Orpo believes in a breakthrough, but admits that immigration negotiations are difficult

Orpo believes in a breakthrough, but admits that immigration negotiations are difficult

The parties were expected to decide today whether coalition talks can be continued next week.

Orpo has announced that he has determined the schedule of the discussions.

Riikka PurraThe chairman of the Basic Finns has warned that the populist right-wing party will leave the negotiations if climate and immigration agreements are not reached by the end of the week. Basic Finns will hold its party meeting on Saturday, where Purra is under pressure to deliver something to the party faithful – whether it’s concrete victories on important issues or stories about tough negotiations.

“Let’s just say that we have put our demands on the table. I won’t go into details,” he said quoted saying Helsingin Sanomat yesterday morning.

Other working groups suspended their work at the beginning of this week at the party’s insistence until significant progress has been made on the climate and immigration tables.

Orpo last night acknowledged that there were still significant differences between the parties, but added that it would not have made sense to give the immigration group more time if the parties did not believe in their ability to find a compromise.

“It is difficult because there are big disagreements between the parties, but at the same time the same people say that it is possible to find solutions,” he told reporters at Säätytalo in Helsinki.

The differences are particularly clear between the Basic Finns and the RKP. The former has called for restrictions on both humanitarian and work-related immigration, while the latter has considered that both should be increased, partly to alleviate Finland’s labor shortage.

“Humanitarian immigration is definitely being tightened, but we should find reasonable ways to promote work-based immigration, because it is needed,” Orpo said.

According to him, the climate working group is closer to finishing its work. According to him, the coalition still believes that climate emissions should be reduced with measures that do not increase the everyday costs of ordinary people and do not weaken the competitiveness of industry.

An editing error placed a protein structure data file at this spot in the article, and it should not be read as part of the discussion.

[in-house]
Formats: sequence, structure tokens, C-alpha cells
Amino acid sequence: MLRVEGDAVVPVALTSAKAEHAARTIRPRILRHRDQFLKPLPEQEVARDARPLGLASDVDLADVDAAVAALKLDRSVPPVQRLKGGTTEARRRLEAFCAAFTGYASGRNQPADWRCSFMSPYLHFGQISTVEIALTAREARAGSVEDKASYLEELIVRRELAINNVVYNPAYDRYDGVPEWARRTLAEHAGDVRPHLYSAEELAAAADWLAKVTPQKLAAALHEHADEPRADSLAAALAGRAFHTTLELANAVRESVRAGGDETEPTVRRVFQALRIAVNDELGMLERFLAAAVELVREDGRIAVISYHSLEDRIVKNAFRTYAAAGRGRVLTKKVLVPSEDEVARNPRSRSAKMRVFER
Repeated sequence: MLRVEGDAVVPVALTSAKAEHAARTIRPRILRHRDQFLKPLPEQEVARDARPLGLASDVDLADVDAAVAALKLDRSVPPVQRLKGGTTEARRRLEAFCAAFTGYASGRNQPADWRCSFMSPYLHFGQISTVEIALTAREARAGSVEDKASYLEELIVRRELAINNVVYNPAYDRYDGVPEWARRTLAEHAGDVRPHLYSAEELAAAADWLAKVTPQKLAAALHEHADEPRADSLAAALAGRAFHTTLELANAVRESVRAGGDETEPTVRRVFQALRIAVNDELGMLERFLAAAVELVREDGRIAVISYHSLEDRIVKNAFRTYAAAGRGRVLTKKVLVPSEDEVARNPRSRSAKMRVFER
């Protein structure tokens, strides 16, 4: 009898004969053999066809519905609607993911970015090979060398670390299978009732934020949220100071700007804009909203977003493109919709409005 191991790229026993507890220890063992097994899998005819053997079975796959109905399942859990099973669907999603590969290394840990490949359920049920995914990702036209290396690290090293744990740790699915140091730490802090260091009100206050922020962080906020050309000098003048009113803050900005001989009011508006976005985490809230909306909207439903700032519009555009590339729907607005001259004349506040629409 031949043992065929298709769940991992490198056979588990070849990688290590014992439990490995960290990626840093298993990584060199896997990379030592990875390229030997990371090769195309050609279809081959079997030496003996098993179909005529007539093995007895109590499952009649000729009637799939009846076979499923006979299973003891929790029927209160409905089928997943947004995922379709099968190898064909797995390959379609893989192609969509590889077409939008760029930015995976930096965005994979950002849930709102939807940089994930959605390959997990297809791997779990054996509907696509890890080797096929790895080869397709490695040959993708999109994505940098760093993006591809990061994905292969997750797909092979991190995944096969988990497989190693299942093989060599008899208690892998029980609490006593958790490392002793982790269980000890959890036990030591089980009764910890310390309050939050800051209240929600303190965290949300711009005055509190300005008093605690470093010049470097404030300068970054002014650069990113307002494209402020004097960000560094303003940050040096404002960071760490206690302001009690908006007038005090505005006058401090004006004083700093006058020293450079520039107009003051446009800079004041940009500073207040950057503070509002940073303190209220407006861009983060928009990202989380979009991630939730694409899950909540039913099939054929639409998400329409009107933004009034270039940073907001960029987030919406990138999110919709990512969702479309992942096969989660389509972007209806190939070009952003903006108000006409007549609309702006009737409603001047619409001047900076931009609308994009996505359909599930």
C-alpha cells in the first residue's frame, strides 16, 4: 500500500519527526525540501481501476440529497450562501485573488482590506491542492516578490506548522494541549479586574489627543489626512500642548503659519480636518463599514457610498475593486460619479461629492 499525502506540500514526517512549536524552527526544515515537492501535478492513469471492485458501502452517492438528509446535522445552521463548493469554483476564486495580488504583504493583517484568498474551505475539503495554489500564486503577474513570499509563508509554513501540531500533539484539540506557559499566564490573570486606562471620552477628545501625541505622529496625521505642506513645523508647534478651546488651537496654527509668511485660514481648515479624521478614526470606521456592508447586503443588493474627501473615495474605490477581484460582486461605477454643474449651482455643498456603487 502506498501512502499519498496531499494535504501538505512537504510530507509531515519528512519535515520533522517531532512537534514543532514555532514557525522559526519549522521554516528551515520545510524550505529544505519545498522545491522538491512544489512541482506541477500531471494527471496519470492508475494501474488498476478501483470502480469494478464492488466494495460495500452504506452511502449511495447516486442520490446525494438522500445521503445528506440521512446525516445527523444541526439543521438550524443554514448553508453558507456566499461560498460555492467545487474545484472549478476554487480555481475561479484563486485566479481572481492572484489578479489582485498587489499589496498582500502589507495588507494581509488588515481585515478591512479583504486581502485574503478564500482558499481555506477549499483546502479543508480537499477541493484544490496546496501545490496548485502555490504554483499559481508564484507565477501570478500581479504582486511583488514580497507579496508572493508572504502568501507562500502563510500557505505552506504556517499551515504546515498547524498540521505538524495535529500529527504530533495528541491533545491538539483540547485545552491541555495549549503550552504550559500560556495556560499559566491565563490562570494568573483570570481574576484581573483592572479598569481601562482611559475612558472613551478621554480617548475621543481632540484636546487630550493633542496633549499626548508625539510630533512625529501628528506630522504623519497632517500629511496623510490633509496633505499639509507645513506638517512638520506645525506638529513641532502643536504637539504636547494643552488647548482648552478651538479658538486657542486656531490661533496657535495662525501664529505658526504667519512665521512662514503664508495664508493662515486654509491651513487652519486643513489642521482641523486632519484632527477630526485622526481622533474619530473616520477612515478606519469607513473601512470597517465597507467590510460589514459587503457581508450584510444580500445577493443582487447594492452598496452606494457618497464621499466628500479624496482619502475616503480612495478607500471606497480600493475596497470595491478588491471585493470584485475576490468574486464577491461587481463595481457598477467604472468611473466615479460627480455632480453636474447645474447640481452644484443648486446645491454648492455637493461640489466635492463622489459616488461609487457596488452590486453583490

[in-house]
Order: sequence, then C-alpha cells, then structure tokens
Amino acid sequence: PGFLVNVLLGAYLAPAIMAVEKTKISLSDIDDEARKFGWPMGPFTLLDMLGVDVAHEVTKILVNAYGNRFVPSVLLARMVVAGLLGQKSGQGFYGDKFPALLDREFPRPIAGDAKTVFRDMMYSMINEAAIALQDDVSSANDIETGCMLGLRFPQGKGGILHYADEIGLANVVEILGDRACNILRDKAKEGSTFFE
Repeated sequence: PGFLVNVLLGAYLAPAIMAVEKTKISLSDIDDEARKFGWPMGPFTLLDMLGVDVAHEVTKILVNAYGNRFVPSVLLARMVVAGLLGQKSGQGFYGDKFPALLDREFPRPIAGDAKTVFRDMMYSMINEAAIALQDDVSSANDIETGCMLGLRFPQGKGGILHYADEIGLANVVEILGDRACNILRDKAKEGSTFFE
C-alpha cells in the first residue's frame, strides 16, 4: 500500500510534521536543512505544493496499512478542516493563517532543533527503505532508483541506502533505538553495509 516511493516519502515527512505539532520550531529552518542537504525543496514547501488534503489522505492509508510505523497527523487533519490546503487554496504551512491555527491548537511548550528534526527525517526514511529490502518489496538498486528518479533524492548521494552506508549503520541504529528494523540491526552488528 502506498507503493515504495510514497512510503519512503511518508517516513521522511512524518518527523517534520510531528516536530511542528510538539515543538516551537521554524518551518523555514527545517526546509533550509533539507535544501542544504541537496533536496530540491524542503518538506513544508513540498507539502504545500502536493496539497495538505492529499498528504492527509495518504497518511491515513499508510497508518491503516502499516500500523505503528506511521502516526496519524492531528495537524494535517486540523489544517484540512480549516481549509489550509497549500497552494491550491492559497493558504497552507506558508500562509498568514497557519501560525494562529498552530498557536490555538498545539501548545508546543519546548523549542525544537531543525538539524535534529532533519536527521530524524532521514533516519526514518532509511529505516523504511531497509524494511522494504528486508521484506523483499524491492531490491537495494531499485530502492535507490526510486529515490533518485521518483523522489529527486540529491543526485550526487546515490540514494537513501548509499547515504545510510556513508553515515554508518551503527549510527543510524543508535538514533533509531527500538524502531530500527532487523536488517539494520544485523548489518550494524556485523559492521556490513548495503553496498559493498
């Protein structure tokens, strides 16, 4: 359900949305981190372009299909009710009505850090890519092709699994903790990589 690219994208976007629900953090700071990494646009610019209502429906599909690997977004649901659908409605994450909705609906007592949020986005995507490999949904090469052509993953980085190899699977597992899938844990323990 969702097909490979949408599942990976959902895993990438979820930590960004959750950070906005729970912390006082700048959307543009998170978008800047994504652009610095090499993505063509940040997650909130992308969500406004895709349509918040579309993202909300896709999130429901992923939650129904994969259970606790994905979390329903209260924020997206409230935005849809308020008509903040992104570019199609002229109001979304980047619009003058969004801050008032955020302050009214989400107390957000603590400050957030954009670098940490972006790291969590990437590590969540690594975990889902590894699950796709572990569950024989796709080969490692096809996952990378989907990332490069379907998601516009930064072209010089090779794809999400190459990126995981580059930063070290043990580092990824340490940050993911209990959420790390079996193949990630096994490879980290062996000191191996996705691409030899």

Basic Finns have stated that the obligation to distribute renewable fuels should be reduced, if not completely scrapped, in order to lower the prices of diesel and gasoline.

On Thursday, the Ministry of Transport and Communications expressed its opposition to the idea in a report presented to coalition negotiators and claimed that complying with the obligation is key to reducing traffic emissions.

“In Finland, the climate action that has had the greatest impact on reducing traffic emissions is the obligation to distribute renewable fuels. Since the majority of road vehicles will remain powered by combustion engines, it is crucial that the obligation is sufficiently high in the future as well,” the document reads According to Helsingin Sanomat.

The obligation defines the minimum share of renewable fuels that transport fuel suppliers must distribute annually.

The outgoing government is lowered the obligation temporarily by 7.5 percentage points to 13.5 percent to mitigate the spike in fuel prices caused by Russia’s invasion of Ukraine. The original plan is to increase it to 28 percent in 2024.

The total climate impact of the obligation depends on the type of renewable fuels distributed by suppliers, reminded Helsingin Sanomat. Both environmental advocates and researchers have questioned, for example, the use of palm fatty acid distillate as a raw material for biofuels, claims it can cause more emissions than regular diesel when indirect emissions from rainforest loss are taken into account.

Aleksi Teivainen – HT

Source: The Nordic Page

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